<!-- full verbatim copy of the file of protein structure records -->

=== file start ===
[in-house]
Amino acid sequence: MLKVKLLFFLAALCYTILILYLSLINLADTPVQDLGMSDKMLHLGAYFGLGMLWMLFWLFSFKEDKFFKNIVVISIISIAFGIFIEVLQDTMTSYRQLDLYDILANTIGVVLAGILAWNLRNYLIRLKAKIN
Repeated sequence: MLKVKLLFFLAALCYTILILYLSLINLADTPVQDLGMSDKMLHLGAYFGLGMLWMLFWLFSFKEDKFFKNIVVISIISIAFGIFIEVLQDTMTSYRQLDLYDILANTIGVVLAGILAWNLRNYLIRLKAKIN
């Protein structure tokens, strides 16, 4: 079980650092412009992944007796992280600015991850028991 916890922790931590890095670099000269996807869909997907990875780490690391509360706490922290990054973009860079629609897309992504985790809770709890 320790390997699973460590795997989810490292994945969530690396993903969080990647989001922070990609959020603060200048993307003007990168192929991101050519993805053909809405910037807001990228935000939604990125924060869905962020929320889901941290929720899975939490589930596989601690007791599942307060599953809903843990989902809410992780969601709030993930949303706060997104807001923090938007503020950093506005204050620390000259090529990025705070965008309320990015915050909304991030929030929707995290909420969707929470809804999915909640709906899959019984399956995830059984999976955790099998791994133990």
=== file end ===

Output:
[in-house]
Amino acid sequence: MLKVKLLFFLAALCYTILILYLSLINLADTPVQDLGMSDKMLHLGAYFGLGMLWMLFWLFSFKEDKFFKNIVVISIISIAFGIFIEVLQDTMTSYRQLDLYDILANTIGVVLAGILAWNLRNYLIRLKAKIN
Repeated sequence: MLKVKLLFFLAALCYTILILYLSLINLADTPVQDLGMSDKMLHLGAYFGLGMLWMLFWLFSFKEDKFFKNIVVISIISIAFGIFIEVLQDTMTSYRQLDLYDILANTIGVVLAGILAWNLRNYLIRLKAKIN
């Protein structure tokens, strides 16, 4: 079980650092412009992944007796992280600015991850028991 916890922790931590890095670099000269996807869909997907990875780490690391509360706490922290990054973009860079629609897309992504985790809770709890 320790390997699973460590795997989810490292994945969530690396993903969080990647989001922070990609959020603060200048993307003007990168192929991101050519993805053909809405910037807001990228935000939604990125924060869905962020929320889901941290929720899975939490589930596989601690007791599942307060599953809903843990989902809410992780969601709030993930949303706060997104807001923090938007503020950093506005204050620390000259090529990025705070965008309320990015915050909304991030929030929707995290909420969707929470809804999915909640709906899959019984399956995830059984999976955790099998791994133990």